Recording studios must deal with the acoustic of the room in order to make a living or generate income from their studio. Wall reflections and room modes must all be addressed in order for the engineer to hear the sounds produced from the musicians instead of the room sound. The engineer must separate the room sound from the mixed sound.
The primary, secondary, and tertiary side wall reflections in recording studios must be controlled in some acoustical manner in order to minimize their impact at the monitoring position. The engineer wants to hear the sound that comes directly out of his speakers and reaches his ears before the side wall reflections interfere with this wanted direct sound. Similar room boundary reflections must be controlled for the sides and rear channel recording.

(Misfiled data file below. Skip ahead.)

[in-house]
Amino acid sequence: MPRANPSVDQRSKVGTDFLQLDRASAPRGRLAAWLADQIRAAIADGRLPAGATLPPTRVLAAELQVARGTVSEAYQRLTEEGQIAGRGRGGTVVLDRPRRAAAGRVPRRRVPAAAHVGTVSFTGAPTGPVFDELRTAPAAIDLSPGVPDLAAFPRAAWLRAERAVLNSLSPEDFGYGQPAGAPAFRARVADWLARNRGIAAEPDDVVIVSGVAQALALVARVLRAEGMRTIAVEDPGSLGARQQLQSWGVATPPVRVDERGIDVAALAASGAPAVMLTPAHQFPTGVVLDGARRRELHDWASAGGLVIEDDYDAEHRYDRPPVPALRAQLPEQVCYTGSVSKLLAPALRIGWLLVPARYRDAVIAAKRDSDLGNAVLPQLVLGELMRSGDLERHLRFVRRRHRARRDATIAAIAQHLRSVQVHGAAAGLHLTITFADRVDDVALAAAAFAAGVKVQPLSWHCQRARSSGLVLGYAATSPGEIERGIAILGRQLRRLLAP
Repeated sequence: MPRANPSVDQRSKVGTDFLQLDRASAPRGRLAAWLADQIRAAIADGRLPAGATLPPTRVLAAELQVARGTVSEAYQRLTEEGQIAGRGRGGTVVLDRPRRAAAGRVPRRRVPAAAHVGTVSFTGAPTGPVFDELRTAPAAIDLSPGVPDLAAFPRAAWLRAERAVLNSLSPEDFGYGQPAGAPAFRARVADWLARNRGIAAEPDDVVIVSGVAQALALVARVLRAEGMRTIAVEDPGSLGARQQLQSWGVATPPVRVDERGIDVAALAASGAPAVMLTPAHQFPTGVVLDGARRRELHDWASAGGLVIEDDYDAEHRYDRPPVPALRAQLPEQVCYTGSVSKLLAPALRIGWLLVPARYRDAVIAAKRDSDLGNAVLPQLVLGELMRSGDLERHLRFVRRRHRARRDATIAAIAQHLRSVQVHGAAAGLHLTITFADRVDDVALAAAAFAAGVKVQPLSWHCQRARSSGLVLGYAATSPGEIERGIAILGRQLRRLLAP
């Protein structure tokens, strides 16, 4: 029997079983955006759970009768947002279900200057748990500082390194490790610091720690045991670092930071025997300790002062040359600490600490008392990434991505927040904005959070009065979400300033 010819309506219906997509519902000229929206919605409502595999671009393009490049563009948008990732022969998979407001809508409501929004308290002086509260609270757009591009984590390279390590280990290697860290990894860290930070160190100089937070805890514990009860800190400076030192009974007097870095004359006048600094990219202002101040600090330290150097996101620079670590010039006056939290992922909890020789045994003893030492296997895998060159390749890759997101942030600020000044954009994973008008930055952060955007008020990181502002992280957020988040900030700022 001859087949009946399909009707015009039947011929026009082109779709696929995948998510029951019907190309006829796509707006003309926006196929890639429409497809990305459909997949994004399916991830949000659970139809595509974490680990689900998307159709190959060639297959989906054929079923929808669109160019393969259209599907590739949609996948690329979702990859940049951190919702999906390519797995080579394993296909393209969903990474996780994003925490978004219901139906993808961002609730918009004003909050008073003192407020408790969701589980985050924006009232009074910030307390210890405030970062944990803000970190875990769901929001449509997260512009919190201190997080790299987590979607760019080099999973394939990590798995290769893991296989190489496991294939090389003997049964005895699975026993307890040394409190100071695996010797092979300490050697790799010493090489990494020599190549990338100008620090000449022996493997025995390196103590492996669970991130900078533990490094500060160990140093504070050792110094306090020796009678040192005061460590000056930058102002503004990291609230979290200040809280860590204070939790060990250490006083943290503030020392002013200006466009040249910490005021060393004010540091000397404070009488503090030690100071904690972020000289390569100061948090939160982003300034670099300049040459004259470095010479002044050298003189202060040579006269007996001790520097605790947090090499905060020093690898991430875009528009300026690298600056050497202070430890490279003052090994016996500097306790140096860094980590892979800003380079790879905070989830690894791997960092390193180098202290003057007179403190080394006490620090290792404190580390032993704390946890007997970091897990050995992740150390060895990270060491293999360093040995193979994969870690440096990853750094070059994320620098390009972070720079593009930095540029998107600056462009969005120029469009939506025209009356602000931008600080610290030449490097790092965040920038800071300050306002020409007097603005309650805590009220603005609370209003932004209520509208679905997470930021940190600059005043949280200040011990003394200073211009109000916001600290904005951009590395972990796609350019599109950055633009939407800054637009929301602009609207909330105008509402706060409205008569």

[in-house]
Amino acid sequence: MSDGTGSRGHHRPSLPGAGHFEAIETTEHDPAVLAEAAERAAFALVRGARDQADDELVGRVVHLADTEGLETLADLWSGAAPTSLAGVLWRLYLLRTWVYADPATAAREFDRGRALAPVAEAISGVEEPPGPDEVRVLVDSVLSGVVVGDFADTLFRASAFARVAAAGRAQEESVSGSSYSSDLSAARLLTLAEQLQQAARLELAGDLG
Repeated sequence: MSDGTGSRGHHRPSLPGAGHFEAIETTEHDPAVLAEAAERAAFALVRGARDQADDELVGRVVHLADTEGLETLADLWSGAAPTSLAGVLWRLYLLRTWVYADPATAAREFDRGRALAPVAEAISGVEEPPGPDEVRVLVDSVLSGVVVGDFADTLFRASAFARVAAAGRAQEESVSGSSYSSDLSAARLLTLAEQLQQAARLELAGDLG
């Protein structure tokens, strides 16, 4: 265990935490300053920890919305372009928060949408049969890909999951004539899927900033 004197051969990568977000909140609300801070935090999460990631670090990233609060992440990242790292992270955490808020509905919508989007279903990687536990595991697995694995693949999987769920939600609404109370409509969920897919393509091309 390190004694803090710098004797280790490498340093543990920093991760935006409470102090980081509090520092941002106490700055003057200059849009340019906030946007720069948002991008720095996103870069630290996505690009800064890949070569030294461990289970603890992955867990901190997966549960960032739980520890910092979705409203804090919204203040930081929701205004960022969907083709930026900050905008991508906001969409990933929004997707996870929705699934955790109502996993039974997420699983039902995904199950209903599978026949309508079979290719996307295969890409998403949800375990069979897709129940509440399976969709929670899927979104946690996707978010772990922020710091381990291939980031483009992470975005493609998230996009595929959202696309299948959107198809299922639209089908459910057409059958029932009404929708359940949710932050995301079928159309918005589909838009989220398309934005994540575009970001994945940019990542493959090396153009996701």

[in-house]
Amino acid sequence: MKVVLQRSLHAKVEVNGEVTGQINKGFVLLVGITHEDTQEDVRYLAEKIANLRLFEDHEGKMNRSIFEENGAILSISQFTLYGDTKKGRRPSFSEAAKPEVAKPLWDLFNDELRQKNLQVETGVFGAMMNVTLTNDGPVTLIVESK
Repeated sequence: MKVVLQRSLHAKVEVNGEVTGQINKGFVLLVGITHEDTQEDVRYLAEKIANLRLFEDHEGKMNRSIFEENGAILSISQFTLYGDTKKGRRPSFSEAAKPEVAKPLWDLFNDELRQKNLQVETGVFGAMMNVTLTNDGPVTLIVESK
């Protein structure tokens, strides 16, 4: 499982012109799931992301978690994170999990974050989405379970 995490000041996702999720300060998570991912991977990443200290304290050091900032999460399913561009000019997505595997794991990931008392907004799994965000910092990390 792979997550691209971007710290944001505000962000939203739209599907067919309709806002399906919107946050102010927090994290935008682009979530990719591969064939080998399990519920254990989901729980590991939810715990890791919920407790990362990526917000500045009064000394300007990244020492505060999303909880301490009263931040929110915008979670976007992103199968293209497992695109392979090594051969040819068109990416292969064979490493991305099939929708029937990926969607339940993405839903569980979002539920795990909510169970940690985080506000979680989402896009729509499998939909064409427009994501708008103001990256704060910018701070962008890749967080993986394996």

In the recording studios I have seen, special care is given to placing the entire monitoring system in a place in the room that is free from room mode issues. Room modal issues occur between two parallel surfaces and their intensity varies with room volume. Room modes can hide or over emphasize certain frequencies. We want to hear everything at the mix position. We don’t want the room hiding or producing anything extra for us to have to deal with. Dealing with artistic, sensible, individuals can produce enough “sound” of their own let alone having to deal with the room mouthing off.